Richmond phenom Scott Wichman brings his signature impeccable comedic timing and more than a dash of tenderness to Virginia Rep’s This Wonderful Life, Steve Murray’s adaptation of the screenplay for the beloved holiday classic It’s a Wonderful Life.
Director John Moon and Wichman first worked together on this project seven years ago. I overheard several audience members fondly recall the duo’s inaugural collaboration on Murray’s vision. Newcomers to the production were equally enthralled.
This Wonderful Life is an example of “less is more” and “keep it simple.” The understated and versatile set is used to perfection by Wichman who commands every corner of the stage and every prop at his disposal.
The show’s venue – the historic Hanover Tavern – is just right.
From soliciting raucous laughter to nostalgic tears, Wichman has the audience in the palm of his hands as he narrates and portrays all the residents of the fictional Bedford Falls as we relive the heart-tugging story of George Bailey – the quintessential good guy – who dreams of traveling the world but ends up stuck in his hometown. Who has it all then loses even more. Who ends up on a bridge on Christmas Eve only to rescue Clarence, an angel-disguised-as-a-man who plunges into the titular falls.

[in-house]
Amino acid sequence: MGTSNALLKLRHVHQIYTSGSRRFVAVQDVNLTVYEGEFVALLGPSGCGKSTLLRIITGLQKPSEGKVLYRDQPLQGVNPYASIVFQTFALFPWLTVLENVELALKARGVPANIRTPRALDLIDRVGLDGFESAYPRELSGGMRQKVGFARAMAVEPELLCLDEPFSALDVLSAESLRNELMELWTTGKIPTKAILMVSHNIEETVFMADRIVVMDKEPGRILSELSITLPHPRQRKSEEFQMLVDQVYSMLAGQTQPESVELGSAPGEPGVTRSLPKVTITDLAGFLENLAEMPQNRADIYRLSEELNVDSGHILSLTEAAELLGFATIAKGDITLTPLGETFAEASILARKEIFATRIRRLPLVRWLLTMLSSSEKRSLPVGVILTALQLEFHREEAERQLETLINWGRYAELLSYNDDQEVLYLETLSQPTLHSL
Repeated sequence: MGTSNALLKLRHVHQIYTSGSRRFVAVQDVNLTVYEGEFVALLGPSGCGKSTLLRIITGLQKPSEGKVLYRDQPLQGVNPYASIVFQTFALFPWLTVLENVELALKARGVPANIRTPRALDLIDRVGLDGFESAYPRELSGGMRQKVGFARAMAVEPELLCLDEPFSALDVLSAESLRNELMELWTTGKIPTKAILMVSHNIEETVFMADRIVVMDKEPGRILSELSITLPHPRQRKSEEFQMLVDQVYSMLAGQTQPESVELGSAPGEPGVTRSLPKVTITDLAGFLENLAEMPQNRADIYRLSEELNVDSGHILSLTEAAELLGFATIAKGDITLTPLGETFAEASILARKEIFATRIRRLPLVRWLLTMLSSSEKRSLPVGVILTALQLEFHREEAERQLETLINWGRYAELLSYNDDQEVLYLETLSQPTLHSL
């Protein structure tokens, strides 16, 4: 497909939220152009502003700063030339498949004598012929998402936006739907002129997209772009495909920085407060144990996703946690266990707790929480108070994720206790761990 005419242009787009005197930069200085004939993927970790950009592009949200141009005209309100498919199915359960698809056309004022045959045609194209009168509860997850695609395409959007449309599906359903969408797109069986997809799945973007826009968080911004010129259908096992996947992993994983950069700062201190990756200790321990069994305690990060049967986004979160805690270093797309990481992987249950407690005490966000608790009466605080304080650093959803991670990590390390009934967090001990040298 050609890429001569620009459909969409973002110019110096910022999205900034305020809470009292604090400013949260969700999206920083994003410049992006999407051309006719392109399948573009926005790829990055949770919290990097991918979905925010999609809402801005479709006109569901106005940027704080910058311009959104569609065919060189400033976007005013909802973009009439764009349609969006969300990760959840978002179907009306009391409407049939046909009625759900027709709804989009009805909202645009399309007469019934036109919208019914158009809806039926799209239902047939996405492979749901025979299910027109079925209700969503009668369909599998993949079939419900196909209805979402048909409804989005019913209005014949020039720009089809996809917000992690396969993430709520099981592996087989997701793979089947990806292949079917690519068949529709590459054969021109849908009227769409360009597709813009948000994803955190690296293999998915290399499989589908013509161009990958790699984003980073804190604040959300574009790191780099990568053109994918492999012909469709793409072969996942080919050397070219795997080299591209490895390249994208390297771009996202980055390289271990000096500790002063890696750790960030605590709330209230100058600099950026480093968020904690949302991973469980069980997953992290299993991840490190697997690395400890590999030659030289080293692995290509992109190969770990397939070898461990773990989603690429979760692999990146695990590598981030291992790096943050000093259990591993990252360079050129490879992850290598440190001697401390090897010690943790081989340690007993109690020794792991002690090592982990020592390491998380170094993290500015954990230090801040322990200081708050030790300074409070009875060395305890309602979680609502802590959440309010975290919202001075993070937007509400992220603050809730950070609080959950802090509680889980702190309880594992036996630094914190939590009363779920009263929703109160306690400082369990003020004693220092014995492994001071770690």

But we know who really saves whom.
Wichman’s facial expressions alone are a joy to watch. Coupled with the myriad of emotions he is able to call up at will, his performance in This Wonderful Life is a master class in character acting.
Wichman earned a well-deserved, enthusiastic standing ovation.
Julie Harthill Clayton is an out and proud bisexual with a passion for reading, writing . . . and NOT arithmetic. Her work has appeared in the Christian Science Monitor, the Internet Review of Books, Curve Magazine, Lambda Literary and more. She is working on her first novel - Two Tickets to Freedom - a semi-autobiographical queer coming-of-age tale.
A paralegal by day, Julie spends her free time knitting, writing, and reading anything she can get her hands on. She lives in Richmond with her partner, local artist David Turner, and their mischievous and loving hunting dog, Max.